I finally got around to reading the title Atlantic piece about broke Americans. You know, the one where the guy is holding a paper bag over his head. I thought I’d love this article, because I generally find it really cool when people take their own financial woes and talk about them as they fit in with patterns and our society.
It turns out the article does highlight a lot of terrible decisions (like lying to one’s spouse about money), but it’s really not clear how connected it is to macro-level problems. Helaine Olen claims that it’s so much privileged whining, and I ended up largely agreeing with her. I mean, c’mon, complaining about costs like buying a house in the Hamptons and sending two kids to fancy schmanzy schools is a bit, well, rich.
Still, there was one point that bothered me even more than the humble-brags and the strings of horrible decisions. Where, exactly, are the dollar signs? Financial decisions are categorized as bad, even ruinous, for reasons it’s very difficult to understand.
Now, having read a lot of personal finance articles and blogs, I can see why Gabler was hesitant to include these. Someone who writes about struggling to find affordable housing in San Francisco, for example, inevitably provokes a string of “I do just fine paying a $99/month mortgage for a huge farmhouse in Somewhere, NE” comments. And those comments are not particularly helpful, because they miss the point.
Still, I just can’t let him off the hook. It is a money article, after all, and it’s about the middle class. A class of which Gabler is, apparently, a member. It’s impossible to test the strength of his connection with a larger American narrative on the basis of vague mutterings about his aching wallet. Take his claim that he expected his income to rise. Did he make $40,000/yr two decades ago, and watch the value of that income fall? Or was he making twice that all along, keeping his actual income well above average? Did he spend a 401k worth half a million dollars on his daughter’s wedding, or did he blow a relatively insignificant sum? Neither is a good idea, obviously, but I know someone with high-earner neighbors ($300K/yr?) who went into debt for a daughter’s lavish wedding. That’s a far cry from someone pulling together $500 that she doesn’t really have in order to get the kid a wedding cake from somewhere other than Baskin Robbins.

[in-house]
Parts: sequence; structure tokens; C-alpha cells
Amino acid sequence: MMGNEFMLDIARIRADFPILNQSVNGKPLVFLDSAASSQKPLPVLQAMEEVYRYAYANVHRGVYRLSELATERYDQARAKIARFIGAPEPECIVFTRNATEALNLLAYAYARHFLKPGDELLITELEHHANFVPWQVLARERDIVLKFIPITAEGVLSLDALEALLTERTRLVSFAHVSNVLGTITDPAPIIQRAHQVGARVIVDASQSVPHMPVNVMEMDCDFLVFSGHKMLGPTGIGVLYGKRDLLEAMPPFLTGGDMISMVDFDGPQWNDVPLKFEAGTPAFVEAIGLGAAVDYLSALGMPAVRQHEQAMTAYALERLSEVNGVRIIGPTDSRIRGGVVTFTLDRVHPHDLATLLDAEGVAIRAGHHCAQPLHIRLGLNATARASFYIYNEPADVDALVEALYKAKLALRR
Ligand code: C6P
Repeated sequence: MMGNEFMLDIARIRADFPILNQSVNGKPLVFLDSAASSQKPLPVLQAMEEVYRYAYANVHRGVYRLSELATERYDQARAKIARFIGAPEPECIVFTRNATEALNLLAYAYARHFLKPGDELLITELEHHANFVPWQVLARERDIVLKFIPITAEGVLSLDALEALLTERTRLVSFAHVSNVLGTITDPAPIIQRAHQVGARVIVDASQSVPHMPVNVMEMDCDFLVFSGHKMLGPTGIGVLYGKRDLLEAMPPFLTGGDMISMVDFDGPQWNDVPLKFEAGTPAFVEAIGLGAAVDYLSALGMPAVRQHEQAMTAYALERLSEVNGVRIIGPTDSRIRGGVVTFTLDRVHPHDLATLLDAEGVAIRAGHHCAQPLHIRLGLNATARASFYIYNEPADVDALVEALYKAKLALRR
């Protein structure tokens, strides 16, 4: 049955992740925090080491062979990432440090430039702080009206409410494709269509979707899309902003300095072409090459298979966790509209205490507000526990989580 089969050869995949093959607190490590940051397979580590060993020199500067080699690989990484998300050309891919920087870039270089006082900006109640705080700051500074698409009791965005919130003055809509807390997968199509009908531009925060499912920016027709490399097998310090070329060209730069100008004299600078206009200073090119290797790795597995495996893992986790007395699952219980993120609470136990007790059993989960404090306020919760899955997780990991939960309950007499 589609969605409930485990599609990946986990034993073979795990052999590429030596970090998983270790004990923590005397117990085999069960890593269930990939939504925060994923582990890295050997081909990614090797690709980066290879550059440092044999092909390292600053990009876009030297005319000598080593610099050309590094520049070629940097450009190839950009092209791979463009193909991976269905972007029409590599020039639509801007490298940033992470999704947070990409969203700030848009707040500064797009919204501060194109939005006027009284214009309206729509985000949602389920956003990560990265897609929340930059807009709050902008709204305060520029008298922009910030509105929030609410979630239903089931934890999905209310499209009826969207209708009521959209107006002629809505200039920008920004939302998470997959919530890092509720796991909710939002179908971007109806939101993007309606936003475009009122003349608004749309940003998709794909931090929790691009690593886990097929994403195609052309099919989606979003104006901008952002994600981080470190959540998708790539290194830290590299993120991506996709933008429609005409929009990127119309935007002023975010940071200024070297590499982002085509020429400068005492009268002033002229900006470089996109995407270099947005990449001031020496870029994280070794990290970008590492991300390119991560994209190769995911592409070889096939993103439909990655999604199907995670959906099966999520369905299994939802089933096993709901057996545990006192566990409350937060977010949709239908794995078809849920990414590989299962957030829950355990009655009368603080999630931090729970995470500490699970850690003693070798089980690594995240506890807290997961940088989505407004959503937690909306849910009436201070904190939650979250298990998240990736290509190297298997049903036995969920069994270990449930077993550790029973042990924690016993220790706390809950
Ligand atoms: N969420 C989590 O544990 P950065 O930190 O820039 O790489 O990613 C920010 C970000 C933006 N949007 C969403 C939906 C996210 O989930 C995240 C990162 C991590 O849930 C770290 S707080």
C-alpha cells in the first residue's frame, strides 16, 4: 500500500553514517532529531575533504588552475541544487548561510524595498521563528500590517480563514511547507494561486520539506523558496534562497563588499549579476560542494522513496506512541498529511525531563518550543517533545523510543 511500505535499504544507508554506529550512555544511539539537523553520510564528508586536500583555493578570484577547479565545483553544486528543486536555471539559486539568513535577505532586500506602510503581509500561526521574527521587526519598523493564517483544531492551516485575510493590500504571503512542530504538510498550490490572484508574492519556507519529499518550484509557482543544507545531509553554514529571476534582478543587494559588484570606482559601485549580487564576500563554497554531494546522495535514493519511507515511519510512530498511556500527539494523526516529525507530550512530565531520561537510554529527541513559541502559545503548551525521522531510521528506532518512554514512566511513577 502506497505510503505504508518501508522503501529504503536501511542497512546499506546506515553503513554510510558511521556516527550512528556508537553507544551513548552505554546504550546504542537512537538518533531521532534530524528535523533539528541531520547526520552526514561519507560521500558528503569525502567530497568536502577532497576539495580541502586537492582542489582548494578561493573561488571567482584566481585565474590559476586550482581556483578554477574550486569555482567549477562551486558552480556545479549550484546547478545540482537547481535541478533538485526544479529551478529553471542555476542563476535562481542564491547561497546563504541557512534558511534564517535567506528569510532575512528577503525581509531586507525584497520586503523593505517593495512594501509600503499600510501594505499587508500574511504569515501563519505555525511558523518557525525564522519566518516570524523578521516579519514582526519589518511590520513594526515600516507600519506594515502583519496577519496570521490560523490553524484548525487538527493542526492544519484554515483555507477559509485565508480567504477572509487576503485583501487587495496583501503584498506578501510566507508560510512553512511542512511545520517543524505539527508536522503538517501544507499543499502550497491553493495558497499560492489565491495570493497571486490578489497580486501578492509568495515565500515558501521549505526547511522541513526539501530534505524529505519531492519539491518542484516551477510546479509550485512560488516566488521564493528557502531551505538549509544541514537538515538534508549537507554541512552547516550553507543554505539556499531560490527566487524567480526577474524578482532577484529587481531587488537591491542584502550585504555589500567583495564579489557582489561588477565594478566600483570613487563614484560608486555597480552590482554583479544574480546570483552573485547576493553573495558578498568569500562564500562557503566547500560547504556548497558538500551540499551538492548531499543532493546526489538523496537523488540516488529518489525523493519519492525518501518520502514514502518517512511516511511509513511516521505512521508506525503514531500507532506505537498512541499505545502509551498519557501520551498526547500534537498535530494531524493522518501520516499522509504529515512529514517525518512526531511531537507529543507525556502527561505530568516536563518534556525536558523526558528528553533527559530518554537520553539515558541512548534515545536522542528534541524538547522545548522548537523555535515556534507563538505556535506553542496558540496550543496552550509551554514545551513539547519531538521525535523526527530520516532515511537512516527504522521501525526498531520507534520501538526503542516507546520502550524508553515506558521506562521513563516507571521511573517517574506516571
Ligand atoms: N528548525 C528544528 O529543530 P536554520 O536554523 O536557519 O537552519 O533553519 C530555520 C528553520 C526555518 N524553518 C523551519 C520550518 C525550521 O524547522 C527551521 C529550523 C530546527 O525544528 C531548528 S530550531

Gabler falls well behind popular personal finance bloggers. Most bloggers include a lot of dollars and cents (sometimes with almost too much detail), though many of us are less than perfect. I’m not really cool with pf bloggers who claim to save a large percentage of their income, but won’t reveal what that income is. Are we supposed to extrapolate it from the spending? I like those who keep the income and the spending in nice, colorful charts. Mr. RB40 does a great job of this. It gives lots of detail and makes all of these goals seem more achievable. My position is that if you don’t want your income splayed out messily over a webpage, you can still blog.
Just don’t write about personal finance.
And, in the spirit of full disclosure, I should reveal my own income. This year, it’s been 20,369.97, plus dividends (about $300 so far, automatically reinvested). 17K has gone into my TSP (401k). My nice, fat tax refunds (~3K) have gone into my Roth, so my take-home pay has been in the double digits. I actually think it’s less than $50. That’ll change, as I’m living off savings now, and I need to save up some more money before I quit my job. Spending has averaged about $1000/month, most of that going toward rent, food, and car insurance.
I’ll add more details on that in the future, because funemployment is great fodder for finance blogging! Stay tuned.